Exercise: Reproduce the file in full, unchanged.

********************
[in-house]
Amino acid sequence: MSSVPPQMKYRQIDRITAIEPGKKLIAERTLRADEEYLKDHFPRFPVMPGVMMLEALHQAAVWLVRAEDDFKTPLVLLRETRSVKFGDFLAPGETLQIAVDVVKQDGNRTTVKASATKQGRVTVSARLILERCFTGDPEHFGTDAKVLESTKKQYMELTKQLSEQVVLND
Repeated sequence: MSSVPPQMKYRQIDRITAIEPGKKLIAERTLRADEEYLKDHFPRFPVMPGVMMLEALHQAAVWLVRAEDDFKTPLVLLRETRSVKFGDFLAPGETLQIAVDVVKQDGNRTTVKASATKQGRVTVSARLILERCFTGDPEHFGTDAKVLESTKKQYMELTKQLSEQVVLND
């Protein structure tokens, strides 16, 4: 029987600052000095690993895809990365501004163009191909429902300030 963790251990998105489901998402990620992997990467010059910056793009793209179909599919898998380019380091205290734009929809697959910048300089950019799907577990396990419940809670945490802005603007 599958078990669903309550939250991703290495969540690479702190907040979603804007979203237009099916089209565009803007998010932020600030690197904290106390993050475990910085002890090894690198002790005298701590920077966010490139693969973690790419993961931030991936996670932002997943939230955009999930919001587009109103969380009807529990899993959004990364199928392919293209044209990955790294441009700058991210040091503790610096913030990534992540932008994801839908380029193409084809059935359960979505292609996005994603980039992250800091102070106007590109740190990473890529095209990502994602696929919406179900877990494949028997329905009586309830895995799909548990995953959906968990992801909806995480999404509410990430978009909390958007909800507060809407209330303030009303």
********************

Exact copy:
[in-house]
Amino acid sequence: MSSVPPQMKYRQIDRITAIEPGKKLIAERTLRADEEYLKDHFPRFPVMPGVMMLEALHQAAVWLVRAEDDFKTPLVLLRETRSVKFGDFLAPGETLQIAVDVVKQDGNRTTVKASATKQGRVTVSARLILERCFTGDPEHFGTDAKVLESTKKQYMELTKQLSEQVVLND
Repeated sequence: MSSVPPQMKYRQIDRITAIEPGKKLIAERTLRADEEYLKDHFPRFPVMPGVMMLEALHQAAVWLVRAEDDFKTPLVLLRETRSVKFGDFLAPGETLQIAVDVVKQDGNRTTVKASATKQGRVTVSARLILERCFTGDPEHFGTDAKVLESTKKQYMELTKQLSEQVVLND
């Protein structure tokens, strides 16, 4: 029987600052000095690993895809990365501004163009191909429902300030 963790251990998105489901998402990620992997990467010059910056793009793209179909599919898998380019380091205290734009929809697959910048300089950019799907577990396990419940809670945490802005603007 599958078990669903309550939250991703290495969540690479702190907040979603804007979203237009099916089209565009803007998010932020600030690197904290106390993050475990910085002890090894690198002790005298701590920077966010490139693969973690790419993961931030991936996670932002997943939230955009999930919001587009109103969380009807529990899993959004990364199928392919293209044209990955790294441009700058991210040091503790610096913030990534992540932008994801839908380029193409084809059935359960979505292609996005994603980039992250800091102070106007590109740190990473890529095209990502994602696929919406179900877990494949028997329905009586309830895995799909548990995953959906968990992801909806995480999404509410990430978009909390958007909800507060809407209330303030009303």